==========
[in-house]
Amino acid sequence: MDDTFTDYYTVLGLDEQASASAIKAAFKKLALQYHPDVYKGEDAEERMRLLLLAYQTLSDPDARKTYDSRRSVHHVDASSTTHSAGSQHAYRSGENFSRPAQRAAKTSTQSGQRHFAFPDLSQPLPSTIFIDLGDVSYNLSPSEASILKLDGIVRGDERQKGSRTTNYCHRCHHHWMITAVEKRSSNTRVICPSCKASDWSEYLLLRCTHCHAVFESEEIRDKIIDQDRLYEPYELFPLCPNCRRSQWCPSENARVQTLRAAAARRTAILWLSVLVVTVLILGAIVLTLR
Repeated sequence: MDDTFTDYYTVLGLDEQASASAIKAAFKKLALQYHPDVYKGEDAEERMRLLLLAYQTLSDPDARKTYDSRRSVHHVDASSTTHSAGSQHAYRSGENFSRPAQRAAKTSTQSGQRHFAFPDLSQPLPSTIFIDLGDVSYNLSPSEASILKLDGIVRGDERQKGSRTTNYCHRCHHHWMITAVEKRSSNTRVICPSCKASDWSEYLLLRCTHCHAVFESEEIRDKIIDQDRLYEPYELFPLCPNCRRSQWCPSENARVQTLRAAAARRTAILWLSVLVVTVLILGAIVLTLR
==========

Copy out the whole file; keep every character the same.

[in-house]
Amino acid sequence: MDDTFTDYYTVLGLDEQASASAIKAAFKKLALQYHPDVYKGEDAEERMRLLLLAYQTLSDPDARKTYDSRRSVHHVDASSTTHSAGSQHAYRSGENFSRPAQRAAKTSTQSGQRHFAFPDLSQPLPSTIFIDLGDVSYNLSPSEASILKLDGIVRGDERQKGSRTTNYCHRCHHHWMITAVEKRSSNTRVICPSCKASDWSEYLLLRCTHCHAVFESEEIRDKIIDQDRLYEPYELFPLCPNCRRSQWCPSENARVQTLRAAAARRTAILWLSVLVVTVLILGAIVLTLR
Repeated sequence: MDDTFTDYYTVLGLDEQASASAIKAAFKKLALQYHPDVYKGEDAEERMRLLLLAYQTLSDPDARKTYDSRRSVHHVDASSTTHSAGSQHAYRSGENFSRPAQRAAKTSTQSGQRHFAFPDLSQPLPSTIFIDLGDVSYNLSPSEASILKLDGIVRGDERQKGSRTTNYCHRCHHHWMITAVEKRSSNTRVICPSCKASDWSEYLLLRCTHCHAVFESEEIRDKIIDQDRLYEPYELFPLCPNCRRSQWCPSENARVQTLRAAAARRTAILWLSVLVVTVLILGAIVLTLR